The vast, ongoing development of King’s Cross behind the station, led by Argent, has seen major repurposings of industrial heritage, such as the Granary Building. Perhaps the most unusual are three conjoined Victorian gasholders, Grade II listed like their neighbour gasholder no. 8. A WilkinsonEyre project will see them restored, to house three cylindrical-based volumes, rising 12, nine and eight storeys and providing 145 apartments, ready in 2017. Practice founder Chris Wilkinson talks about King’s Cross Gasholders with Herbert Wright.
Who were the original Victorian designers for these gasholders?
The Gasholder Triplets were designed by John Clark and were erected at Goods Way (West Side), King's Cross between 1879 and 1880. The current Siamese triplet arrangement replaced an earlier trio of unlinked and non-telescoped gasholders, originally built between 1864 and 1867.
Clearly their history and their conjoined triplet arrangement make them unique. How did you deal with the physical structure of this industrial heritage?
The King's Cross gasholders were unique because they had to be dismantled to facilitate the Channel Tunnel railway, which meant that we were dealing with a known kit of parts. The difficult problem of contamination was therefore eliminated.
Which WilkinsonEyre projects does Gasholders relate to, in terms of providing relevant experience and/or aesthetic?
The gasholders do not relate closely to other projects. The architectural solution has emerged from the specifi cs of the project. We started with the geometry and proportion of the cast-iron frames and tried to make best use of the space that they contain. We did this by dividing them up into radial segments, or 'slices of pie', and we worked out horizontal divisions that were compatible with the frames. We had to relate the inside spaces to the main structural elements so that views out are not compromised.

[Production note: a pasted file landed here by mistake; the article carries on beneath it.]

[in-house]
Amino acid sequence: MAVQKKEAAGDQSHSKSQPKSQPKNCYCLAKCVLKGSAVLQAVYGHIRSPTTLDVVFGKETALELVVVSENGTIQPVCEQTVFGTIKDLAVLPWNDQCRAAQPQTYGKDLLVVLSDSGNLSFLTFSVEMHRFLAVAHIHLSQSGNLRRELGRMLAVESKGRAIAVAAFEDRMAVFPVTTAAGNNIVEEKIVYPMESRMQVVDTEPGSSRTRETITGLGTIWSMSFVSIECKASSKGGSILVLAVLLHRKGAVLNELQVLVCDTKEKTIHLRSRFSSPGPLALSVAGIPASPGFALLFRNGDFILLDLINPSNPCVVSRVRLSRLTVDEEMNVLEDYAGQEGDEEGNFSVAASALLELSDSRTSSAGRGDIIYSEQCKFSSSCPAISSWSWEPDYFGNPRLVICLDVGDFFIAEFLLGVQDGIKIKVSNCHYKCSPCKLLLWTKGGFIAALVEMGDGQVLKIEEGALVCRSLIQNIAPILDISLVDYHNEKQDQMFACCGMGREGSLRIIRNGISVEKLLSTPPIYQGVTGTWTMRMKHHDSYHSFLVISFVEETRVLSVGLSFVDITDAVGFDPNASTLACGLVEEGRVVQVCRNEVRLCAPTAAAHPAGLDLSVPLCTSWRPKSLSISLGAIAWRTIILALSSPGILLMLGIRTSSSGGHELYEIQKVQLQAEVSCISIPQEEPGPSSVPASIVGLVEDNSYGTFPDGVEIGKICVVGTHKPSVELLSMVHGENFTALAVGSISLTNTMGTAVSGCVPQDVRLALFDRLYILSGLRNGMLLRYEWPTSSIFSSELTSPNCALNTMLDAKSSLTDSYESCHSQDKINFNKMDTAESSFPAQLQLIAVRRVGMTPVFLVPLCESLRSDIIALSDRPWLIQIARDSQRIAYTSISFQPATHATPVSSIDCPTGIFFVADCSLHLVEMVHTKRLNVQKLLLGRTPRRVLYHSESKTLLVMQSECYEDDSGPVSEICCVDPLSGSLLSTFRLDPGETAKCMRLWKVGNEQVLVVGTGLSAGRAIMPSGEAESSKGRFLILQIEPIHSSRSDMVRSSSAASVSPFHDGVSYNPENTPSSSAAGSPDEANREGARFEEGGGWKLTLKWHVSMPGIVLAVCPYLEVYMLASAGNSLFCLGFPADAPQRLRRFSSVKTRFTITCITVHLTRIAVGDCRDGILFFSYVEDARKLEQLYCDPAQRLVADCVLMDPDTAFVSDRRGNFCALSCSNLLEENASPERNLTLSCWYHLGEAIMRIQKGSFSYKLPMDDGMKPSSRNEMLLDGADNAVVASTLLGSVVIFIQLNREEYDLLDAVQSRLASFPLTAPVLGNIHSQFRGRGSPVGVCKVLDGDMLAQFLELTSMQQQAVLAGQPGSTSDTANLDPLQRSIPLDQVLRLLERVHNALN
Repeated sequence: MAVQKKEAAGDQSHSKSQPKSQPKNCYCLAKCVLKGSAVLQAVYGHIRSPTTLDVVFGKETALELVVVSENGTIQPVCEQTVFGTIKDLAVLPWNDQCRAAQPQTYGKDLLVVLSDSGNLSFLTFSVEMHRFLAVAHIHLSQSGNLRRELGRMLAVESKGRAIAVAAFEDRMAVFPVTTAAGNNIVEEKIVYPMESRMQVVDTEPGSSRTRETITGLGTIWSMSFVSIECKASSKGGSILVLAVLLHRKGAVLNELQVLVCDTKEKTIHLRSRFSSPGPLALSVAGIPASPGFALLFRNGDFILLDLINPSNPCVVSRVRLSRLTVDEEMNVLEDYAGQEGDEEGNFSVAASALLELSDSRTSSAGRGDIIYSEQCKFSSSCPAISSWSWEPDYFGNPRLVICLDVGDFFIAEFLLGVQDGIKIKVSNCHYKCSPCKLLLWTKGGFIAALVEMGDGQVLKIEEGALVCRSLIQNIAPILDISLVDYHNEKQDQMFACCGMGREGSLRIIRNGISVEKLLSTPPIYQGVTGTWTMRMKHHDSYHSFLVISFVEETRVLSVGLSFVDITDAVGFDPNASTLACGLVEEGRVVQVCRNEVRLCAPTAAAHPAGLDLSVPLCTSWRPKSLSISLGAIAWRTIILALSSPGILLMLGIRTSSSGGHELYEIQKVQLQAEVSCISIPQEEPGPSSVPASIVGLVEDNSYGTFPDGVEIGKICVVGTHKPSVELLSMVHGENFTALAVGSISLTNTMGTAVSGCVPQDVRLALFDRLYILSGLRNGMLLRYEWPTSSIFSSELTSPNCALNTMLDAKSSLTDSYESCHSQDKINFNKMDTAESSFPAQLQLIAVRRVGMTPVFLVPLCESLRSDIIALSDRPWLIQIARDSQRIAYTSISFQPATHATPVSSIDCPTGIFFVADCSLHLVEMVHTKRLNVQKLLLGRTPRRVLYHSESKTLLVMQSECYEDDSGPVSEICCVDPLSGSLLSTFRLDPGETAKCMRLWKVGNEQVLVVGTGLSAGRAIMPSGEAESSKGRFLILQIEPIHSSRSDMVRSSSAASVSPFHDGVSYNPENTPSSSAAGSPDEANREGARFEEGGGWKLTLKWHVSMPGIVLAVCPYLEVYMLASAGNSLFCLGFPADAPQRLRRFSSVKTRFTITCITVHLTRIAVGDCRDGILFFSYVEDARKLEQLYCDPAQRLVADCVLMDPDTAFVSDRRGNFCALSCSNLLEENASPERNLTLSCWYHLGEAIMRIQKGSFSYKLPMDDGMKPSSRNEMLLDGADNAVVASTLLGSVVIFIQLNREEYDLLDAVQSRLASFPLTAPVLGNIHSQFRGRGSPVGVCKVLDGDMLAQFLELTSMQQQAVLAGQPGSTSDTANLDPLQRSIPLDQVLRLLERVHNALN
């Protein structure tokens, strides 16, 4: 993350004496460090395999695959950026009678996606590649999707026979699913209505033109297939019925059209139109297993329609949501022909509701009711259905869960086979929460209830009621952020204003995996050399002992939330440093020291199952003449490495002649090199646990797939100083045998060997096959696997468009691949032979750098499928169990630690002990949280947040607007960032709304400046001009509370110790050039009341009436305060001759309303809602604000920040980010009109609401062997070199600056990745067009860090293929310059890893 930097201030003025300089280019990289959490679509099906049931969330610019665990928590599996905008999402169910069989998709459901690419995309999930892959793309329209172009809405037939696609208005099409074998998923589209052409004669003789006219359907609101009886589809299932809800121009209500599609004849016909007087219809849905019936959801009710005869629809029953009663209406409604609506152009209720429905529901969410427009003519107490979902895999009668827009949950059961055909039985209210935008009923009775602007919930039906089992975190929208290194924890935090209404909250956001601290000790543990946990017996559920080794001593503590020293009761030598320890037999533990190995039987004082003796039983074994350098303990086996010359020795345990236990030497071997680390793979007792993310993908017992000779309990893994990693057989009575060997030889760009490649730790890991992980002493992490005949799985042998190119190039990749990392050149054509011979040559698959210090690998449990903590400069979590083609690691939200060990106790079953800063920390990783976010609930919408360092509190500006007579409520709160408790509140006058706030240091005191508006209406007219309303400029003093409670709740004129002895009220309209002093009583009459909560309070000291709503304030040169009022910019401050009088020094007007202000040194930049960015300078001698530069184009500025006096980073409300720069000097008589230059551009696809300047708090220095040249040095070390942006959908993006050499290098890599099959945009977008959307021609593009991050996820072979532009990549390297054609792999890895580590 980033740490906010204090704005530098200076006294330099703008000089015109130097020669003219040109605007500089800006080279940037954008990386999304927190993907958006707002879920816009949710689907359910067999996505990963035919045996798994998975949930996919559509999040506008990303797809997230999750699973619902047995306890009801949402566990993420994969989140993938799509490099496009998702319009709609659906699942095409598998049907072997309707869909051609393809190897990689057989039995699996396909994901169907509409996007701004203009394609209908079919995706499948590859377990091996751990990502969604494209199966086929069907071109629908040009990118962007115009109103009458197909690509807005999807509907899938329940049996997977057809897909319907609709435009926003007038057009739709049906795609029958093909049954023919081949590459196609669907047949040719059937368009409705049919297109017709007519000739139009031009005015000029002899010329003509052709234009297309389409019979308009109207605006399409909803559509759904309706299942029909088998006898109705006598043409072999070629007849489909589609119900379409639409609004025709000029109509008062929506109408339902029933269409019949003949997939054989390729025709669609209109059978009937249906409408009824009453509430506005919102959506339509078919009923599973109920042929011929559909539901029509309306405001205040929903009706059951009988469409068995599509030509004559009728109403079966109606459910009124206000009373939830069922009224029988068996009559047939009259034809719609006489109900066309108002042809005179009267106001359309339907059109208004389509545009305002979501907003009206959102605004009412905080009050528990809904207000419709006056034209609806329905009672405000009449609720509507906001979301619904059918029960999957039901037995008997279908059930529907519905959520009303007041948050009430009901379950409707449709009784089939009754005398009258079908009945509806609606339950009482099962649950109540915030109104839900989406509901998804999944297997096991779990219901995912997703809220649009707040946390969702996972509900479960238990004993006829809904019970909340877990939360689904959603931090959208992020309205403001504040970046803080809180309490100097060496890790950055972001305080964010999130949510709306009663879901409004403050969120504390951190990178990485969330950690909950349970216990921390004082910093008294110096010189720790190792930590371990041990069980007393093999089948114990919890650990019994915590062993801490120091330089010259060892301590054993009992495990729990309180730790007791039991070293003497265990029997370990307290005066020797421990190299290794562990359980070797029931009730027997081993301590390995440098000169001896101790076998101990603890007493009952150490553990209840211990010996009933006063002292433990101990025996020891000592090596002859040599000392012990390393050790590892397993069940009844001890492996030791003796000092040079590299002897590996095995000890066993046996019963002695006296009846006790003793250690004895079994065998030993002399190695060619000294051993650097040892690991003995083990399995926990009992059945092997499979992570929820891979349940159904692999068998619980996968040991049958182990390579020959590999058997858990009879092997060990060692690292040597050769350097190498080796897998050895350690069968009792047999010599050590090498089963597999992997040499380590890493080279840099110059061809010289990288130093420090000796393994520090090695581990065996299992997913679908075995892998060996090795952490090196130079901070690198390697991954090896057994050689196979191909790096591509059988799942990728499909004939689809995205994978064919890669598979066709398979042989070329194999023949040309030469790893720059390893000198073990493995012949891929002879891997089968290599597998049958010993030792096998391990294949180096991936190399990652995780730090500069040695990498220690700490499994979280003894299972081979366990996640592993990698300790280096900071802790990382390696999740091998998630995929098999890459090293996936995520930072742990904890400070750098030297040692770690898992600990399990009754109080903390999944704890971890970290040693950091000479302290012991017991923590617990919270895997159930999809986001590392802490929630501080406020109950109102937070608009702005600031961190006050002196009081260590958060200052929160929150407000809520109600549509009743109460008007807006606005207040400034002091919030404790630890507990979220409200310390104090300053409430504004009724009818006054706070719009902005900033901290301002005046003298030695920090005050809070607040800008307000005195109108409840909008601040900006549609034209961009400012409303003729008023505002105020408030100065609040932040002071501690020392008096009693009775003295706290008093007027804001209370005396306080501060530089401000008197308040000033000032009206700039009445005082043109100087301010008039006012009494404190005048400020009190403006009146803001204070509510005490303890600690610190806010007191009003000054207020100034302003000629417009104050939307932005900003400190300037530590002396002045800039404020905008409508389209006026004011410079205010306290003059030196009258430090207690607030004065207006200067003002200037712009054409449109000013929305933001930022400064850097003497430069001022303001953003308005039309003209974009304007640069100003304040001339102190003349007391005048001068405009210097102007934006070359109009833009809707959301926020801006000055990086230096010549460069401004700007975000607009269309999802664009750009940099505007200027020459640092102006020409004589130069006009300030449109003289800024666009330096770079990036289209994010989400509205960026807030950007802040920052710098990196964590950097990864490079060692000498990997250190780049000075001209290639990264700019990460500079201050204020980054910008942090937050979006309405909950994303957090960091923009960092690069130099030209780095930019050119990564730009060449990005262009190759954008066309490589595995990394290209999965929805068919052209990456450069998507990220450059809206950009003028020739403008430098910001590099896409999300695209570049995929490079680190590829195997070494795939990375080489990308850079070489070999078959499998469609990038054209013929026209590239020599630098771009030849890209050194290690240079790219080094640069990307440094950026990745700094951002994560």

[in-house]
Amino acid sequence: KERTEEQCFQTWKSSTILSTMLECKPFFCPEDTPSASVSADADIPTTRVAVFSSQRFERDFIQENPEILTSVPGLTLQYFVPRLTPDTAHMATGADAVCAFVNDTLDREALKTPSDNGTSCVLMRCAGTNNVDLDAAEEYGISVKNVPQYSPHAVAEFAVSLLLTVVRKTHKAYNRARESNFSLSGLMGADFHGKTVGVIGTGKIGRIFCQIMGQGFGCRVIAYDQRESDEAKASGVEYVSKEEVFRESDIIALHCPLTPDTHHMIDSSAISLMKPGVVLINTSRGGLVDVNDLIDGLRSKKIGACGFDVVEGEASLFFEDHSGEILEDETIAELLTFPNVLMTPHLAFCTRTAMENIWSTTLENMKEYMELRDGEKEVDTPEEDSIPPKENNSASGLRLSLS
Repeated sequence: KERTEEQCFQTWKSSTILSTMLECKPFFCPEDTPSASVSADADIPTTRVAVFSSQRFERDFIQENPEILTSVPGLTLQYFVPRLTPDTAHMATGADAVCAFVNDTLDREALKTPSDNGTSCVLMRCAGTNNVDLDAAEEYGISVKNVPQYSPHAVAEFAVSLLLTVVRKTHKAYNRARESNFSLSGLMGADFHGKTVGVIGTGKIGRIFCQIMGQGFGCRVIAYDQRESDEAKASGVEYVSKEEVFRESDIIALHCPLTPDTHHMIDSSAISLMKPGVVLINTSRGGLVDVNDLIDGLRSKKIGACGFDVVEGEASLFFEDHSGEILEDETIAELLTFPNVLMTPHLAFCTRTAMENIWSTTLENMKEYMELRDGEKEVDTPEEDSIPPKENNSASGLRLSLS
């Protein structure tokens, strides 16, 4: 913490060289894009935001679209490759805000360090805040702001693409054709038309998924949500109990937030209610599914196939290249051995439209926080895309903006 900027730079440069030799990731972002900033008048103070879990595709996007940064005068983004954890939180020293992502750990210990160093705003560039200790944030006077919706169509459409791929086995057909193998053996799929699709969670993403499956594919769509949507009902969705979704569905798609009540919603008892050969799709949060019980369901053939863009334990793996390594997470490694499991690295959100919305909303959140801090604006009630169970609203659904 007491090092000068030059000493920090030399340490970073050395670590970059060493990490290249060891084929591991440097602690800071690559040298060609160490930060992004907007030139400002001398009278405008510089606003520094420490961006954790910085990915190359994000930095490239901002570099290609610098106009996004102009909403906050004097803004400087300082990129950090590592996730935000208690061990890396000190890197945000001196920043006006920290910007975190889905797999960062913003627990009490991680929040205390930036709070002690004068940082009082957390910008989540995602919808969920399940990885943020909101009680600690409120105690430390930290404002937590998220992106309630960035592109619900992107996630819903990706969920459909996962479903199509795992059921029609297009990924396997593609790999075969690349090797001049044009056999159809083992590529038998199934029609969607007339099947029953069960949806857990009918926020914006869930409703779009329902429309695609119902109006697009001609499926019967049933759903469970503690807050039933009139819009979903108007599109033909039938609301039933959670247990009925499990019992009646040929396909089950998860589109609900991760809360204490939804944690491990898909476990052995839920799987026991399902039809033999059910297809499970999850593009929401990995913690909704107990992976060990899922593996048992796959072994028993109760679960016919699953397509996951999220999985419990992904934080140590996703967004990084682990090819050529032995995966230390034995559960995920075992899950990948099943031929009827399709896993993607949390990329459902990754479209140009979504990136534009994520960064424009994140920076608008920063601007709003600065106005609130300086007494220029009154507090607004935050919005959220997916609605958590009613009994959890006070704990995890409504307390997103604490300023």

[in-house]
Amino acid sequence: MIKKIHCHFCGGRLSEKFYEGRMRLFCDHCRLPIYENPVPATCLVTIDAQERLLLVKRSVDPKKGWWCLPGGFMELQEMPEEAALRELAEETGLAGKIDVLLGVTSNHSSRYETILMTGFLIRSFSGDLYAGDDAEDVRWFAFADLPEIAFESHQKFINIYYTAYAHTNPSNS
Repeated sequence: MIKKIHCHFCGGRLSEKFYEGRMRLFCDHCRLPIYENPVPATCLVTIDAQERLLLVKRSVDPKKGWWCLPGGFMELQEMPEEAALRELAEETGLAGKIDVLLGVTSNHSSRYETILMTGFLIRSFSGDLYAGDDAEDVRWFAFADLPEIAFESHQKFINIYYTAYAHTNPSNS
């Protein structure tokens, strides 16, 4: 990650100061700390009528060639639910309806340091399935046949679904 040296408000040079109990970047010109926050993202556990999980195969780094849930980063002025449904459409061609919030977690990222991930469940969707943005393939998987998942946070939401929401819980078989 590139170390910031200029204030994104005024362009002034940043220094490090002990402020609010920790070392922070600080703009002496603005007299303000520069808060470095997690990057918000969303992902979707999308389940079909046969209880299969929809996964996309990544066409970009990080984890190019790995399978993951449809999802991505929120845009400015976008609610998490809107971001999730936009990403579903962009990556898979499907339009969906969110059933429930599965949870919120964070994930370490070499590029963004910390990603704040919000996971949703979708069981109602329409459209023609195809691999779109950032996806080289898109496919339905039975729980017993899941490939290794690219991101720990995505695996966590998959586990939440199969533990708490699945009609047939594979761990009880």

Perhaps the most difficult design challenge was to find an architectural vocabulary that was sympathetic to the Victorian cast-iron frames but relevant to today's lifestyle, and we worked hard to achieve an industrial aesthetic but choosing quality materials. We have used the outer-layer screen to unify the appearance of the otherwise disparate arrangement of cladding elements, and we are happy that the dynamic quality of these relate to the movement of the Gasholders that would rise and fall according to the amount of gas they contained.
What is the cladding on the new blocks?
Metal rainscreen cladding with bespoke perforations and solid panels and sliding folding shutters.
Gardens ring the three gasholders and new blocks, but what about the roof gardens and trees envisioned in your original sketches?
The current gardens layout is essentially the same, however minor changes have taken place. Very tall trees are not feasible, but planters have been provided for future fl exibility.
Did you look at other similar projects, notably the four Gaswerk Simmering remodellings in Vienna by Nouvel, Coop Himmelb(l)au and others?
No, we didn't refer to other projects because there is nothing with the same constraints. The unusual arrangement of the conjoined triplets created its own special problems that had to be resolved in the design, and we started from there. We always start each project by examining the brief and site context. The design solutions emerge out of this work rather than researching other schemes.
Concept sketches for the Gasholders' project
There's a strong record of repurposing historic structures at King's Cross, from the Granary Building to gasholder no. 8, next to your project. Did that make working with Argent different than working with other developers?
Argent has an excellent record of developing great buildings and it is a pleasure working for it. Argent is interested in the quality of the architectural design for both new and historic buildings.